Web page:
At the door of the department; store a nice young man with a pink necktie and a quick forehead bowed to me.

"What do you wish?" he asked.

"Well," I said; "I'm down here to get a birthday present for my wife. I would like something which would afford her great pleasure when I give it to her and which I could use afterwards as a pen-wiper or a fishing-rod."

"Second floor; to the right; take the elevator," said the man.

Did you ever try to take an elevator in a department store and find that 3,943 other American citizens and citizenettes were also trying to take the same elevator?

How sweet it is to mingle in the arms of utter strangers and to feel the gentle pressure of a foot we never hope to meet again!

I was standing by one of the counters on the second floor when a shrill voice crept up over a few bales of dry goods and said, "Are you a buyer or a handler?"

"I am looking for a birthday present for my wife," I answered. "I want to get something that will look swell on the parlor table and may, be used later on as a tobacco jar or a trouser stretcher!"

"Fourth floor; to the left; take the elevator!" said the lady's voice.

With bowed bead I walked away.

I began to feel sorry for my wife.

Nobody seemed to be very much interested whether she got a birthday present or not.

On the fourth floor I stopped at a counter where a lot of eager dames were pawing over some chinchilla ribbon and chiffon over-skirts.

It reminded me of the way our dog digs up the vegetables in the garden.

I enjoyed the excitement of the game for about ten minutes and then I said to the clerk behind the counter who was refereeing the match, "Can you tell me where I can buy a sterling silver birthday present for my wife which I could use afterwards as a night key or a bath sponge?"

"Fifth floor; to the rear; take the elevator!" said the clerk.

On the fifth floor I went over to a table where a young lady was selling "The Life and Libraries of Andrew Carnegie" at four dollars a month and fifty cents a week, and in three years it is yours if you don't lose the receipts.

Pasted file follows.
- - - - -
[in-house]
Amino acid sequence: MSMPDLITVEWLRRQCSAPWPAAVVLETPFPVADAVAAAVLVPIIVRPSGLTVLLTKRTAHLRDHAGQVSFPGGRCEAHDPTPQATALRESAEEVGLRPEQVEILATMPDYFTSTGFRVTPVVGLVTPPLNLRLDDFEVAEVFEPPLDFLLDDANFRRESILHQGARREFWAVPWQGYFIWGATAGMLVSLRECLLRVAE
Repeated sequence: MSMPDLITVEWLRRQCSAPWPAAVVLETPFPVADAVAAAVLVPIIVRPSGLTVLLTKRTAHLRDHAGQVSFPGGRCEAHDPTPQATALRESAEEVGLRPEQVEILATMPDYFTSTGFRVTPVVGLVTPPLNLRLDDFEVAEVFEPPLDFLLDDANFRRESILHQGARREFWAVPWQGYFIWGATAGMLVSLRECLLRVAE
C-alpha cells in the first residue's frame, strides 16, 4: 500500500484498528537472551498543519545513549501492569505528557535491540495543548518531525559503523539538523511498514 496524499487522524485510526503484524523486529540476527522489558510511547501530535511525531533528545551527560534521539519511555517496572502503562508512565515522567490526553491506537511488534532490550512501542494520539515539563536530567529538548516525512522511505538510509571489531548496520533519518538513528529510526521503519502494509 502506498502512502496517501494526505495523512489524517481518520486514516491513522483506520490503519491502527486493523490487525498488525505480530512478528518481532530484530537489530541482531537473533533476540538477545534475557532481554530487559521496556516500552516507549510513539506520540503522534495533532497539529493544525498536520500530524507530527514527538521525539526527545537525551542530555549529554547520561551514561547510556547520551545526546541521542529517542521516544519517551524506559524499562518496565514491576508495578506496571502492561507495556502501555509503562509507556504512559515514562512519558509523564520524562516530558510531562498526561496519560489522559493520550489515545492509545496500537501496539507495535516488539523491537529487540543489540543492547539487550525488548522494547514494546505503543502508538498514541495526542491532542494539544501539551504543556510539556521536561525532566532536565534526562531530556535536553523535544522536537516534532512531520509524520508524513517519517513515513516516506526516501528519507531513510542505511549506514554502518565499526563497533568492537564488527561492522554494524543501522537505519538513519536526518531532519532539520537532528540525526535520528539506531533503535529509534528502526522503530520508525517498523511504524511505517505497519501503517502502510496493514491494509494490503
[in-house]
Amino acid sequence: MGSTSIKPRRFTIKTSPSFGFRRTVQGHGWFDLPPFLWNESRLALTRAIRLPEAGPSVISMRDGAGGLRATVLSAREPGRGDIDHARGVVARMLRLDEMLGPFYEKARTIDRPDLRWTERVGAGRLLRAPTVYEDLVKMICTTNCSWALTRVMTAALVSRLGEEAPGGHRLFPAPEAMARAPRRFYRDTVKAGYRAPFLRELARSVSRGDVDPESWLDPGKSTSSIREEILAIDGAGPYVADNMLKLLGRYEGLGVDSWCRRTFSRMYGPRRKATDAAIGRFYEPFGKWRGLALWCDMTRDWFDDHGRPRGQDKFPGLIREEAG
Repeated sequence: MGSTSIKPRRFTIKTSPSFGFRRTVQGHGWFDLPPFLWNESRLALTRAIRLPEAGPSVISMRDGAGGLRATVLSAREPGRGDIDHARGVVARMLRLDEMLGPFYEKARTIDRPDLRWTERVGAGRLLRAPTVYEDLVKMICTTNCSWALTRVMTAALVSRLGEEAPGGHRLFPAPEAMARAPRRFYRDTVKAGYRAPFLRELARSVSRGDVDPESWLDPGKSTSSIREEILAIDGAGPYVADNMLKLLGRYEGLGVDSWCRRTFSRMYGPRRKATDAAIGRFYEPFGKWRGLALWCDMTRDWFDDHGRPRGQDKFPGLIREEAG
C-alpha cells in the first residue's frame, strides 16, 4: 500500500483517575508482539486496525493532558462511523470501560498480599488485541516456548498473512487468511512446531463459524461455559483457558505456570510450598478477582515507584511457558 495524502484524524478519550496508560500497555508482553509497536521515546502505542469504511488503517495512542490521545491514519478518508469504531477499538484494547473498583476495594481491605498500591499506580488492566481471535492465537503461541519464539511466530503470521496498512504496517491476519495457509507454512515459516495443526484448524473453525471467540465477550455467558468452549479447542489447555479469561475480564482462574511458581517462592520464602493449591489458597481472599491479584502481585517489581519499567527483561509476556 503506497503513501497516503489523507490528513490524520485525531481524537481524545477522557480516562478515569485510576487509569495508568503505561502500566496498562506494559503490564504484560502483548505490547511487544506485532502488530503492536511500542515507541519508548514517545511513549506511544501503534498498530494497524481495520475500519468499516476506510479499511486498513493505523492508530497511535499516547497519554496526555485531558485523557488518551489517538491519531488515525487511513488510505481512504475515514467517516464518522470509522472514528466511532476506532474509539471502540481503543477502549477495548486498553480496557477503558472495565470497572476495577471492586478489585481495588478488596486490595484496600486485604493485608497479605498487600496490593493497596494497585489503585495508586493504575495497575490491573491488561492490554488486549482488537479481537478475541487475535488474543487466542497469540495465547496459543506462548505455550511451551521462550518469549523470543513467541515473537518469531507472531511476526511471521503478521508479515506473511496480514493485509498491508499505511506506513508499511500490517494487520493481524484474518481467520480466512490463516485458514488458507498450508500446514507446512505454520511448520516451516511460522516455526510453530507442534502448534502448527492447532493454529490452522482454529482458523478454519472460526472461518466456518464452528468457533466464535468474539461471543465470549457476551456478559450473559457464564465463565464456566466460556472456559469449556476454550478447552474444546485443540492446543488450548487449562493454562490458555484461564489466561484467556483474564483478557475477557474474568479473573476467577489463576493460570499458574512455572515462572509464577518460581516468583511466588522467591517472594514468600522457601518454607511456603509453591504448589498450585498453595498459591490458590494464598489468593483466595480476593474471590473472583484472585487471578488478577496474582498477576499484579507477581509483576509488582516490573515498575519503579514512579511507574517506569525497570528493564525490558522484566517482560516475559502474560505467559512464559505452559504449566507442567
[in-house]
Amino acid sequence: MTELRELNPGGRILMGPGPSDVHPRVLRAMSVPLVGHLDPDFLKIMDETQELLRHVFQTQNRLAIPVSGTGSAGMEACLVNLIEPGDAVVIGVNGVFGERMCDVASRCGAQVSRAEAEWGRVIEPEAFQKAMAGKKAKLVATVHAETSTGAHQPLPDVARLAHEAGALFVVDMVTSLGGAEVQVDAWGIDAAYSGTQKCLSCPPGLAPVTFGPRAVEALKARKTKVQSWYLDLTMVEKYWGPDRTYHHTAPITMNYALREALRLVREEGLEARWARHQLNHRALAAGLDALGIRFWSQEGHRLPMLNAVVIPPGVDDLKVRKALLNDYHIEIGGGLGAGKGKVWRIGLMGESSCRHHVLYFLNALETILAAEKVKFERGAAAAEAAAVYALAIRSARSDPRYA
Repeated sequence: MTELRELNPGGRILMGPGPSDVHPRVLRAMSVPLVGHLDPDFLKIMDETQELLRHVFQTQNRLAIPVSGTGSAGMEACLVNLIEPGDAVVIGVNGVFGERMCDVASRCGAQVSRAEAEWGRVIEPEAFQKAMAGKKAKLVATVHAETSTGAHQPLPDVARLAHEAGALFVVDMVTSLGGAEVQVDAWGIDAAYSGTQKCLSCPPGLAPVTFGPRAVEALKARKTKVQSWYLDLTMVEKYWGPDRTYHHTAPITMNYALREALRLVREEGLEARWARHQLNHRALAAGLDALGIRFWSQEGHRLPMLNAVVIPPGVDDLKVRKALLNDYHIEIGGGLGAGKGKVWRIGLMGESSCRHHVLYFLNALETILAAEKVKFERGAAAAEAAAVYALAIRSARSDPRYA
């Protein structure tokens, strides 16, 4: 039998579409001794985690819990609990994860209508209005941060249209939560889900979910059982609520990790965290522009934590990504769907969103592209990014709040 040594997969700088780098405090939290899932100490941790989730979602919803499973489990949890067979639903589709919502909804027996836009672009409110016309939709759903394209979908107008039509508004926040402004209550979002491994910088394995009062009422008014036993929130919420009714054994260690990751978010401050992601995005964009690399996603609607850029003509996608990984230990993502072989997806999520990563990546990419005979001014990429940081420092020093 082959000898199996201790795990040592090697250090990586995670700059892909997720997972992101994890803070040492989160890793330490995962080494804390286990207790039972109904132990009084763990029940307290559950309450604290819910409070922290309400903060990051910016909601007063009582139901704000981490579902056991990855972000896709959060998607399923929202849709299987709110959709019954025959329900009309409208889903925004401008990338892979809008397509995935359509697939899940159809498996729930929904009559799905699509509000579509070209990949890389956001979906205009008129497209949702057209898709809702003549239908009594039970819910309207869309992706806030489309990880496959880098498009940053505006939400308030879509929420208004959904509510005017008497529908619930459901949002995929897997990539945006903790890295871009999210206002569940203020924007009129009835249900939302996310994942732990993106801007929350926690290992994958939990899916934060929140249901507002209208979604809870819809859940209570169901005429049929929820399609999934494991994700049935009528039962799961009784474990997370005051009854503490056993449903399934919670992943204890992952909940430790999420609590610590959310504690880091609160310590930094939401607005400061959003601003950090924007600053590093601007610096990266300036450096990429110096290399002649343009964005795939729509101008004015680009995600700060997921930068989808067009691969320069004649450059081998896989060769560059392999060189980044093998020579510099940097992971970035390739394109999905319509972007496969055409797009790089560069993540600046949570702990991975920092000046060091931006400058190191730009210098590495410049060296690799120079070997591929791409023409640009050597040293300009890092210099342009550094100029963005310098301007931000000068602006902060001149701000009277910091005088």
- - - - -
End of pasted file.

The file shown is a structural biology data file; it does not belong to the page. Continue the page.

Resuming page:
She gave me a glad smile and I felt a thrill of encouragement.

"Excuse me," I said, "but I am looking for a birthday present for my wife which will make all the neighbors jealous, and which I can use afterwards as an ash-receiver or a pocket flask."

The young lady cut out the giggles and pointed to the northwest.

I went over there.

To my surprise I found another counter.

A pale young woman was behind it.

I was just about to ask her the fatal question when a young man wearing a ragtime expression on his face rushed up and said to the young lady behind the counter, "I am looking for a suitable present for a young lady friend of mine with golden brown hair. Could you please suggest something?"

The saleslady showed her teeth and answered him in a low, rumbling voice, and the man went away.

Then came an old lady who said, "I bought some organdie dress goods for a shirt-waist last Tuesday and I would like to exchange them for a music box for my daughter's little boy, Freddie, if you please!"

The saleslady again showed her teeth and the old lady ducked for cover.

After about fifty people had rushed up to the saleslady and then rushed away again, I went over and spoke to her.

"I am looking," I said, "for a birthday present for my wife. I want to get something that will give her a great amount of pleasure and which I can use later on as a pipe cleaner or a pair of suspenders!"

The saleslady fainted, so I moved over.

At another counter another young lady said to me, "Have you been waited on?"

"No," I replied; "I have been stepped on, sat on and walked on, but I have not yet been waited on."

"What do you wish?" inquired the young woman.

"I am looking for a birthday present for my wife," I said. "I want to buy her something that will bring great joy to her heart and which I might use afterwards as a pair of slippers or a shaving mug."

The young lady caught me with her dreamy eyes and held me up against the wall.

"You," she screamed; "you complete a total of 23,493 people who have been in this department store to-day without knowing what they are doing here, and I refuse to be a human encyclopaedia for the sake of eight dollars a week. On your way for yours!"

I began to apologize, but she reached down under the counter and pulled out a club.

"This," she said, with a wild look in her side lamps; "this is the happy summer season, but, nevertheless, the next guy that leaves his brains at home and tries to make me tell him what is a good birthday present for his wife will get a bitter swipe across the forehead!"

It was up to me, so I went home without a present.

[The end]
George V. Hobart's short story: John Henry On Bridge Whist